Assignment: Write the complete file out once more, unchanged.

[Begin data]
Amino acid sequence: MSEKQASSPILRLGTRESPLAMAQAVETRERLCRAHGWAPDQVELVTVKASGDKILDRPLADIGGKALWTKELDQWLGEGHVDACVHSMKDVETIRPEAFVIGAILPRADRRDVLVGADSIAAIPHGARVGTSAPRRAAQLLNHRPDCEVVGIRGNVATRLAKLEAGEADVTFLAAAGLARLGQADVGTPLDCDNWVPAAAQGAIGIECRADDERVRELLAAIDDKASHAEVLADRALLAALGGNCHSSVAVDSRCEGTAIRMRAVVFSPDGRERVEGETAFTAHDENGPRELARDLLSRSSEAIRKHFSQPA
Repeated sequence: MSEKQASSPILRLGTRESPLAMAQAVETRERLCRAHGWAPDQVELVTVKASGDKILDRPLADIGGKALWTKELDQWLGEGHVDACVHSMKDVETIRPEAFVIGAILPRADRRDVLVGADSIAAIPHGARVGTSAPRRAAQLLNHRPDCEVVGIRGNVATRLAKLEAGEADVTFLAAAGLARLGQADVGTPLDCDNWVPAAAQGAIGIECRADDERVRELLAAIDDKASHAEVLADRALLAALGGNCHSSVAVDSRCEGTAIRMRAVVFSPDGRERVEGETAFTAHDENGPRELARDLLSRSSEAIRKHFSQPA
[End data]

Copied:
Amino acid sequence: MSEKQASSPILRLGTRESPLAMAQAVETRERLCRAHGWAPDQVELVTVKASGDKILDRPLADIGGKALWTKELDQWLGEGHVDACVHSMKDVETIRPEAFVIGAILPRADRRDVLVGADSIAAIPHGARVGTSAPRRAAQLLNHRPDCEVVGIRGNVATRLAKLEAGEADVTFLAAAGLARLGQADVGTPLDCDNWVPAAAQGAIGIECRADDERVRELLAAIDDKASHAEVLADRALLAALGGNCHSSVAVDSRCEGTAIRMRAVVFSPDGRERVEGETAFTAHDENGPRELARDLLSRSSEAIRKHFSQPA
Repeated sequence: MSEKQASSPILRLGTRESPLAMAQAVETRERLCRAHGWAPDQVELVTVKASGDKILDRPLADIGGKALWTKELDQWLGEGHVDACVHSMKDVETIRPEAFVIGAILPRADRRDVLVGADSIAAIPHGARVGTSAPRRAAQLLNHRPDCEVVGIRGNVATRLAKLEAGEADVTFLAAAGLARLGQADVGTPLDCDNWVPAAAQGAIGIECRADDERVRELLAAIDDKASHAEVLADRALLAALGGNCHSSVAVDSRCEGTAIRMRAVVFSPDGRERVEGETAFTAHDENGPRELARDLLSRSSEAIRKHFSQPA